Even with proper protocols in place (i.e. the correct treatment and filtration), clogs can still occur in your water lines. This month, we’re going to focus on one of the most commonly clogged devices, the ultrasonic scaler (Cavitron™).
We went over the importance of ultrasonic scaler maintenance a few years ago, and even further back in Practice Tips #18 we covered waterline clogs: how to recognize if you have one and what to do about it. Using a self-contained water system gives you better control of water quality and helps you treat the lines to inhibit biofilm growth in accordance with ADA guidelines (see Practice Tips #55 and #56).
Biofilm build-up is still a very common cause of clogs in dental unit water lines. Ultrasonic scalers have very small water lines and generate a tremendous amount of heat, making them ideal breeding grounds for biofilm. We see and hear of more clogs in ultrasonic scalers than any other device.
As discussed back in PT #18, one of two behaviors will typically be exhibited if you have a clog:
- No water flow (as you might expect) or
- A normal flow that starts off fine and then trickles off to nothing.
The latter is the most common behavior of a clogged line. It’s rare for lines to get completely blocked. Typically, flow is restricted (but not completely blocked), so pressure builds up when the unit is not in use and you get good flow at first. The obstruction prevents good flow, so the water flow rapidly drops off to near nothing. Once you’ve determined you have a clog, how do you proceed?
First, determine if the clog is in the scaler tip or in the unit. To find out, remove the tip and run the unit. Do you get water out of the handle without a tip in place? Does the water flow for a long time uninterrupted? If so, the clog is in the tip. You can attempt to clean the water passage of the tip with a handpiece cleaning wire or similar small stiff wire. Blowing air backwards through the tip (you can use our etcher adapter or an air/water syringe) will free up anything in the lines. Be sure to wear safety glasses whenever attempting to blow out debris. An endodontic file or barbed broach can also be used to mechanically clean the tip.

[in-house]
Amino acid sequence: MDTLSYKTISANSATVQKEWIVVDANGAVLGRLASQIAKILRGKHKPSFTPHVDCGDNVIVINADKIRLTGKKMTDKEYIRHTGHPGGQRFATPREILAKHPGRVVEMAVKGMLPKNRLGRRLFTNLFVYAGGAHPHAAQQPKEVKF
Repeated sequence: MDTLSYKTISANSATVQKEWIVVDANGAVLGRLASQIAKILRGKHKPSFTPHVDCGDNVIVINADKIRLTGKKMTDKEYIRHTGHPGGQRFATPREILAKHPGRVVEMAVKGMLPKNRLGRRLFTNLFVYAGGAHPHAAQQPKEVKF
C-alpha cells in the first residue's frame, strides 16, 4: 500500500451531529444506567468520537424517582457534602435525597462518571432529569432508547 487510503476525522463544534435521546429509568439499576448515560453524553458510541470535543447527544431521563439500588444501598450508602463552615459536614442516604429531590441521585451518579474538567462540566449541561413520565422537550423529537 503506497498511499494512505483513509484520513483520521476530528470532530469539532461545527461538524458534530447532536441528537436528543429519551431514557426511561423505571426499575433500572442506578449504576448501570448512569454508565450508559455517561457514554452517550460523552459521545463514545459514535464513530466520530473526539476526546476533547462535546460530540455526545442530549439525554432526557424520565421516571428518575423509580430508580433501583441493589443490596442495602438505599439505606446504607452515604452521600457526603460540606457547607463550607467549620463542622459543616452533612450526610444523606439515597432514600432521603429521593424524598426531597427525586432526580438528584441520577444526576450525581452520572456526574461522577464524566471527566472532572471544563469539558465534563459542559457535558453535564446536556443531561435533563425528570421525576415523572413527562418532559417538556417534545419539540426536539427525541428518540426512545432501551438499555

If the clog is in the unit (i.e. no water comes out of the handle with no tip installed), you can still try blowing out the line. Again, work from the end backwards as debris usually works its way in from the opposite direction. Before applying air, turn the unit on and step on the foot control to open up the solenoid, so the air (and debris) has somewhere to go. Make sure to disconnect the water line from the back of the unit. An air flush of this nature can take some time, so let the air run for several minutes. If this doesn’t remove the obstruction, you may need to replace the solenoid (American Dental Accessories, Inc. carries several replacement solenoids for specific models of Cavitron™ brand scalers) or you will need to send it in for servicing. You can attempt to flush the unit with a water line cleaner too. Connecting the unit directly to a self-contained water system is the easiest method of accomplishing this, but you can also use a simple syringe to introduce a solution into the line, flushing the line as you would flush the socket of a freshly extracted tooth.
Removing the obstruction from an ultrasonic scaler is really the same as removing the obstruction from any other line. If you can access the entire line, using an object to free the line (like a wire) is usually a good option. If not, use high pressure air to blow the obstruction out. Solutions can help to break down the obstruction to more easily remove it.
Of course, checking and changing your filters regularly, using self-contained water systems to treat the water, and cleaning & sterilizing your ultrasonic tips between patients will help tremendously in preventing clogs from forming in the first place.
Clogs can happen, but by following the steps above, you can clear your lines and be back in business in no time.